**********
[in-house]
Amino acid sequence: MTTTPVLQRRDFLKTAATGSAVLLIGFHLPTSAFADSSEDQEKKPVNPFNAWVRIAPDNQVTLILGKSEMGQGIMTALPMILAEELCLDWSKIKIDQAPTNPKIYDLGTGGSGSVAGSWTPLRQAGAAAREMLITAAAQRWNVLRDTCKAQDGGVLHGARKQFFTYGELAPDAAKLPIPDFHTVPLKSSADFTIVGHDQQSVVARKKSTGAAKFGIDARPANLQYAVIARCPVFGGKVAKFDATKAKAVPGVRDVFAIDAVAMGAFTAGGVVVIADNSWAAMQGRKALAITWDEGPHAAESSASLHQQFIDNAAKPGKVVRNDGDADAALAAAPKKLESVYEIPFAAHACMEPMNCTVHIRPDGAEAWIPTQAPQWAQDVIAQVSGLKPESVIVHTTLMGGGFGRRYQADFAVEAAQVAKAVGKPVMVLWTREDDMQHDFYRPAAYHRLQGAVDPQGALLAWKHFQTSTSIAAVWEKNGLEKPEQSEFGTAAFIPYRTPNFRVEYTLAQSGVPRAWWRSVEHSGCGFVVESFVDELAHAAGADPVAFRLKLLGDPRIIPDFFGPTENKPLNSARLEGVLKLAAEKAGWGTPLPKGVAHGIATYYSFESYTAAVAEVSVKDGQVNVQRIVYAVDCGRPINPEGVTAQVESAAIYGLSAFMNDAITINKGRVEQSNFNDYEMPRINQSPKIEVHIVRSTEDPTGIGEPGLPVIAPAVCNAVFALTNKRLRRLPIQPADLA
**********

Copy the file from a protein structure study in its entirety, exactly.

[in-house]
Amino acid sequence: MTTTPVLQRRDFLKTAATGSAVLLIGFHLPTSAFADSSEDQEKKPVNPFNAWVRIAPDNQVTLILGKSEMGQGIMTALPMILAEELCLDWSKIKIDQAPTNPKIYDLGTGGSGSVAGSWTPLRQAGAAAREMLITAAAQRWNVLRDTCKAQDGGVLHGARKQFFTYGELAPDAAKLPIPDFHTVPLKSSADFTIVGHDQQSVVARKKSTGAAKFGIDARPANLQYAVIARCPVFGGKVAKFDATKAKAVPGVRDVFAIDAVAMGAFTAGGVVVIADNSWAAMQGRKALAITWDEGPHAAESSASLHQQFIDNAAKPGKVVRNDGDADAALAAAPKKLESVYEIPFAAHACMEPMNCTVHIRPDGAEAWIPTQAPQWAQDVIAQVSGLKPESVIVHTTLMGGGFGRRYQADFAVEAAQVAKAVGKPVMVLWTREDDMQHDFYRPAAYHRLQGAVDPQGALLAWKHFQTSTSIAAVWEKNGLEKPEQSEFGTAAFIPYRTPNFRVEYTLAQSGVPRAWWRSVEHSGCGFVVESFVDELAHAAGADPVAFRLKLLGDPRIIPDFFGPTENKPLNSARLEGVLKLAAEKAGWGTPLPKGVAHGIATYYSFESYTAAVAEVSVKDGQVNVQRIVYAVDCGRPINPEGVTAQVESAAIYGLSAFMNDAITINKGRVEQSNFNDYEMPRINQSPKIEVHIVRSTEDPTGIGEPGLPVIAPAVCNAVFALTNKRLRRLPIQPADLA